You’ll find that replanting a rose is one of the easiest.
In order to transplant a rose bush to a new spot, all that you need to do is dig up an appropriate hole and insert it into the new garden patch.
However, if you want to re-grow roses, you should plant the rose stem cuttings and then wait for their growth. This guide offers you tip for replanting a rose bush and also rose cuttings.
I – Rose Bush
Step 1 – Selecting the Best Garden Spot for Your Planting
This is the most important decision to be taken to ensure the success of your rose plant.
In deciding on the garden spot to plant, you’ll need to choose an area that is free from weeds or other plants. You want to ensure that your roses are not competing with other plants for natural resources.
Besides, roses grow much better in areas when separated from other plants. The ideal garden spot to use is an area where there are other roses, or simply planting the rose alone.
Also, ensure that you choose a spot where your roses will stay permanently as they do not like to be transported. You should use a hand fork for digging the spot, and ensure that the area is exposed to full sunlight.
Step 2 – Your Soil Should be Well-Drained
Roses flourish in well-drained soil so you’ve got to make sure that’s what you’re using. If you’re not sure, then you test the proposed soil by digging a hole that is 12 inches to 18 inches in depth and width.
Fill this hole with water and then observe it for at least one hour. Within that time the water would have drained assuming the spot is well-drained. If you notice that the soil isn’t well-drained, you can improve it by adding organic matter composite to it.
Step 3 – Digging and Preparing the Hole
For your rose bush, the hole should be 15 inches deep and 15 inches wide, or you make it big enough to contain your ruse bush. You should use a garden trowel for digging and make sure to wear protective gloves when digging.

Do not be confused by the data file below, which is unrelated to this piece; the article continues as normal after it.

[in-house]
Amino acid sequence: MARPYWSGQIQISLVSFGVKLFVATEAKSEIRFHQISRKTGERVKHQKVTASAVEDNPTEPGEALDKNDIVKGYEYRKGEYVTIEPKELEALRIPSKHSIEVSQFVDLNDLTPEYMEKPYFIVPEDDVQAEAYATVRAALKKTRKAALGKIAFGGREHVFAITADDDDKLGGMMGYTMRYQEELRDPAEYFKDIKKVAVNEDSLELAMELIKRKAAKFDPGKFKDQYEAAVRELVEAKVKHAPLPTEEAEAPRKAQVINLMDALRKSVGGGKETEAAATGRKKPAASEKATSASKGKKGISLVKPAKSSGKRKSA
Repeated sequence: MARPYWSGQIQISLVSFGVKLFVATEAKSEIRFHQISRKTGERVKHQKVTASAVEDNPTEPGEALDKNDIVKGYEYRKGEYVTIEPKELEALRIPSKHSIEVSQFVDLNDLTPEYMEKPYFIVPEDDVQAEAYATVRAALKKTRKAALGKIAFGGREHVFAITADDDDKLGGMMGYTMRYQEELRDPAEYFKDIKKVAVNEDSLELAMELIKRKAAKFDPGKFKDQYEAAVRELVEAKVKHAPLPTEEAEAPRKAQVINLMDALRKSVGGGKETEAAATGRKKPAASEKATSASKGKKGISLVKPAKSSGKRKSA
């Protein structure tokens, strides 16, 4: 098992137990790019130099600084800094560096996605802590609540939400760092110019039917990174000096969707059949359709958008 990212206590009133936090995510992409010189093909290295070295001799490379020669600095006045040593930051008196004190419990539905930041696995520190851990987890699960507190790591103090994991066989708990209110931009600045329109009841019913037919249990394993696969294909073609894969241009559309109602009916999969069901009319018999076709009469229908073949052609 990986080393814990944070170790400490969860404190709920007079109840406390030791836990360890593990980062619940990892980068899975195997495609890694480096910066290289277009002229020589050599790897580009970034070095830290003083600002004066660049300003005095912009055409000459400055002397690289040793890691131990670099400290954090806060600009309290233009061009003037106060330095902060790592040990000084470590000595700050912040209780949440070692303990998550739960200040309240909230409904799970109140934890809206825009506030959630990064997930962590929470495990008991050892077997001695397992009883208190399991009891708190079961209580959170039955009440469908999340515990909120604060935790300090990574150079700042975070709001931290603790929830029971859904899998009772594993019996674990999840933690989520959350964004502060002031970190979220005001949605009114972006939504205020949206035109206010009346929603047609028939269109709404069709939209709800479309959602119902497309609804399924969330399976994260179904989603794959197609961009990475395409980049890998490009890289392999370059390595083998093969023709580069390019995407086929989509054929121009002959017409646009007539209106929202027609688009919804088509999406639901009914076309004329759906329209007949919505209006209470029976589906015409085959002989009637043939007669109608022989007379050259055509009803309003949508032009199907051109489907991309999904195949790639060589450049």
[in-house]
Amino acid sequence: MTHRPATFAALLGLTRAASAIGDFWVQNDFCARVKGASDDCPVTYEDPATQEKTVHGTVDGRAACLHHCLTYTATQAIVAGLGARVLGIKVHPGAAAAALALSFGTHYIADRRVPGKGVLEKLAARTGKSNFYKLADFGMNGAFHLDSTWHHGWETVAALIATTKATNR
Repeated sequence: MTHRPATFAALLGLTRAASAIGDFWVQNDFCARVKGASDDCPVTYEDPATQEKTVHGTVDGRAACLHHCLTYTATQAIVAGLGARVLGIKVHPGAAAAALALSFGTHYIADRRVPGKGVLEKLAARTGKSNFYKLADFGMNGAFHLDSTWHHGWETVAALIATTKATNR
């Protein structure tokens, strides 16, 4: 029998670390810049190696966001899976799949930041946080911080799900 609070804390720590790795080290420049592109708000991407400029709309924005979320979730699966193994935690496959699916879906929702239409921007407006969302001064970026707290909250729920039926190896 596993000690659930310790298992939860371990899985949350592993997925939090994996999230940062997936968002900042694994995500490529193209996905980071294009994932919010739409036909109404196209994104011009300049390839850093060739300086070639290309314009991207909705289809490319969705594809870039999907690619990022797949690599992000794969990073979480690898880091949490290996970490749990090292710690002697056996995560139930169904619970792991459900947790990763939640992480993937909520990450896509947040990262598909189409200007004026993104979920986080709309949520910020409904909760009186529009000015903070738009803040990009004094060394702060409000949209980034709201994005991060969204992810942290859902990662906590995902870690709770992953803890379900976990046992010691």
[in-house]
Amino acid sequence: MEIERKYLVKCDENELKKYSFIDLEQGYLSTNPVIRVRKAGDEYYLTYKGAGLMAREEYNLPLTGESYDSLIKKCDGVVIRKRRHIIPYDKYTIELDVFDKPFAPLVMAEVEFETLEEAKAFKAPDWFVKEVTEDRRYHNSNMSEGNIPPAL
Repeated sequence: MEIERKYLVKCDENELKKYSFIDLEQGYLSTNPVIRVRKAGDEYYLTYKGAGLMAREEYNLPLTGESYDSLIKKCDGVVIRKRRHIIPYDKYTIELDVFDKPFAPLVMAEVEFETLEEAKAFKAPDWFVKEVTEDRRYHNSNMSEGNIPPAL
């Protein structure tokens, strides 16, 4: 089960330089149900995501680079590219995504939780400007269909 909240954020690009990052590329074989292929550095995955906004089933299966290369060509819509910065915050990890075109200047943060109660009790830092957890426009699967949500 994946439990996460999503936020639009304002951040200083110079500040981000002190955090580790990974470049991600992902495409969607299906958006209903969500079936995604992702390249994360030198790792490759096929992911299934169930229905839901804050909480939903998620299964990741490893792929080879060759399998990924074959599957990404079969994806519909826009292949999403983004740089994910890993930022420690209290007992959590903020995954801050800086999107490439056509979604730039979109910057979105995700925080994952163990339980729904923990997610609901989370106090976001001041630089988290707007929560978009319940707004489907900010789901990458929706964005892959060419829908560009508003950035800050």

For building a small mound of soil in the hole’s center, use the garden trowel to pile some of the soil you removed when digging.
The mound should be between 1 to 2 inches in height for the rose bush to rest on.
Step 4 – Removing the Rose Bush and Inserting into New Hole
You can use your garden trowel or a shovel for digging around the rose garden before removing it from where it is. You’ll have to dig down to the roots till you get the spot where you are able to see the rose ball.
Ensure that your digging is done to remove soil from the perimeter of the rose bush and be gentle while at it. You know that your digging is successful when you’re able to pull out the rose bush without applying force.
The rose bushes should then be inserted into the new hole and fill halfway with soil. Carefully place the rose ball on the mound and then proceed to refill around the plant with soil dug out from the hole.
The refilling of the hole should be stopped when it is halfway full.
Step 5 – Fill the Hole with Water and Soil